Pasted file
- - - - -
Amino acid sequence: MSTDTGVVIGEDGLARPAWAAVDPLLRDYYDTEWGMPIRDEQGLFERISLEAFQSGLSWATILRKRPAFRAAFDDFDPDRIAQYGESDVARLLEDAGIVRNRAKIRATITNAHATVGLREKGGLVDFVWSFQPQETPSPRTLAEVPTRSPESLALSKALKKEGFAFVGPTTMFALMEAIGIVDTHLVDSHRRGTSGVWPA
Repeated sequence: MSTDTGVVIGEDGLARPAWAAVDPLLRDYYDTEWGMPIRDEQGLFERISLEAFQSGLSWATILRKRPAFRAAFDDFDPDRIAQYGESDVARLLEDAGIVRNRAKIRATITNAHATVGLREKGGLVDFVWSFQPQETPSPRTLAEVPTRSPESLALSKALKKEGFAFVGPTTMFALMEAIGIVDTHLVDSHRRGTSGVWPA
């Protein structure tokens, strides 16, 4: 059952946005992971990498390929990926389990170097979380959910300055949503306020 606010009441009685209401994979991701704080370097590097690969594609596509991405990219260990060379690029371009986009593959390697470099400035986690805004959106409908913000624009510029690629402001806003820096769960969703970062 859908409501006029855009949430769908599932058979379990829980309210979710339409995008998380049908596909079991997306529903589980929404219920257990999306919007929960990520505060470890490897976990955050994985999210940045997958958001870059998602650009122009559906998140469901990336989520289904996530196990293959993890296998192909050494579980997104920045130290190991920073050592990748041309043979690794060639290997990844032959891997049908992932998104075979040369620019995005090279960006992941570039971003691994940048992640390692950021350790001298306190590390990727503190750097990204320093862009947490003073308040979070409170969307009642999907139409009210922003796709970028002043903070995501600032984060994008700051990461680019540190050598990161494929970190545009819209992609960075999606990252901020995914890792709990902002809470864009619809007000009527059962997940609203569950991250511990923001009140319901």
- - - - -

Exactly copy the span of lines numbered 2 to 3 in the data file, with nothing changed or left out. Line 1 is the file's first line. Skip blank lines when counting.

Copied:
Repeated sequence: MSTDTGVVIGEDGLARPAWAAVDPLLRDYYDTEWGMPIRDEQGLFERISLEAFQSGLSWATILRKRPAFRAAFDDFDPDRIAQYGESDVARLLEDAGIVRNRAKIRATITNAHATVGLREKGGLVDFVWSFQPQETPSPRTLAEVPTRSPESLALSKALKKEGFAFVGPTTMFALMEAIGIVDTHLVDSHRRGTSGVWPA
């Protein structure tokens, strides 16, 4: 059952946005992971990498390929990926389990170097979380959910300055949503306020 606010009441009685209401994979991701704080370097590097690969594609596509991405990219260990060379690029371009986009593959390697470099400035986690805004959106409908913000624009510029690629402001806003820096769960969703970062 859908409501006029855009949430769908599932058979379990829980309210979710339409995008998380049908596909079991997306529903589980929404219920257990999306919007929960990520505060470890490897976990955050994985999210940045997958958001870059998602650009122009559906998140469901990336989520289904996530196990293959993890296998192909050494579980997104920045130290190991920073050592990748041309043979690794060639290997990844032959891997049908992932998104075979040369620019995005090279960006992941570039971003691994940048992640390692950021350790001298306190590390990727503190750097990204320093862009947490003073308040979070409170969307009642999907139409009210922003796709970028002043903070995501600032984060994008700051990461680019540190050598990161494929970190545009819209992609960075999606990252901020995914890792709990902002809470864009619809007000009527059962997940609203569950991250511990923001009140319901």